That anyone can do it. That anyone who spends time studying this and practicing this can become an expert in it. Hollywood and folks with more ego than brain have really given this job an undeserved “rockstar” status. It may seem or feel unattainable, but it isn’t. It’s very much a learned thing. is an advertising-supported site. Featured or trusted partner programs and all school search, finder, or match results are for schools that compensate us. This compensation does not influence our school rankings, resource guides, or other editorially-independent information published on this site.

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Jeff Baron

Director of Professional Services - Offensive Security

Jeff works as the Director of Professional Services — Offensive Security for Critical Path Security. Before that, he has worked as a penetration tester, security engineer, and software developer. Jeff has been interviewed as an expert on 11Alive NBC News. He enjoys drum and bass music, anime, and ASCII art.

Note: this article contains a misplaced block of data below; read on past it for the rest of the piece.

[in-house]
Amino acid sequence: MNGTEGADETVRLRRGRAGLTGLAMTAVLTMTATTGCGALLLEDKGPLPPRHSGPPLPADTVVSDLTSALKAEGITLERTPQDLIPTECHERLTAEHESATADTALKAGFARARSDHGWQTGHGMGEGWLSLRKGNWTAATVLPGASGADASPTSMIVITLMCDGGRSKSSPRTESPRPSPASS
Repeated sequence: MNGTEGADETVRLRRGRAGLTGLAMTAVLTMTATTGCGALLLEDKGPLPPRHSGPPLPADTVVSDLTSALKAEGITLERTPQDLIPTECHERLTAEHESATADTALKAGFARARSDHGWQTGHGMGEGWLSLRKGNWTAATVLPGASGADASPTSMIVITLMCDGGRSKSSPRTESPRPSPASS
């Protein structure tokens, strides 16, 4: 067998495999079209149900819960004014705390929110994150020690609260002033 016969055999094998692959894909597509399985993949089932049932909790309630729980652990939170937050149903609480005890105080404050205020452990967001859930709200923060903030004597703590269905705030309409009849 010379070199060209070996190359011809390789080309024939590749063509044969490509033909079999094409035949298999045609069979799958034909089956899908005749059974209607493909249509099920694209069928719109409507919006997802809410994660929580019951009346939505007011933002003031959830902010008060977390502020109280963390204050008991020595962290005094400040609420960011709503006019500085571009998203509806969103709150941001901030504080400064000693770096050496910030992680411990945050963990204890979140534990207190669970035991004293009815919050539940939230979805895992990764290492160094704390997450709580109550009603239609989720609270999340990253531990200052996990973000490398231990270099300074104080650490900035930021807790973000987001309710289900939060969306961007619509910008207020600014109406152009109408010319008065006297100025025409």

Work Environments for Penetration Testers

Penetration tester work environments vary by position, employer, industry, and location. Typical employing industries include computer systems design and related services, finance and insurance, and management. Other industries that hire penetration testers include information and administration and support services.

Major companies that employ penetration testers include Amazon and IBM. Pen testers can also apply at firms that specialize in cybersecurity or penetration testing, like FireEye, RSI Security, CrowdStrike, and McAfee.

Although penetration testers' main tasks usually remain the same regardless of the work environment, the job setting can affect their scope of duties. At smaller organizations, pen testers may handle more general computer maintenance and support in addition to their specialized work.

The top-paying states for security professions are California, New York, New Jersey, and Washington, D.C.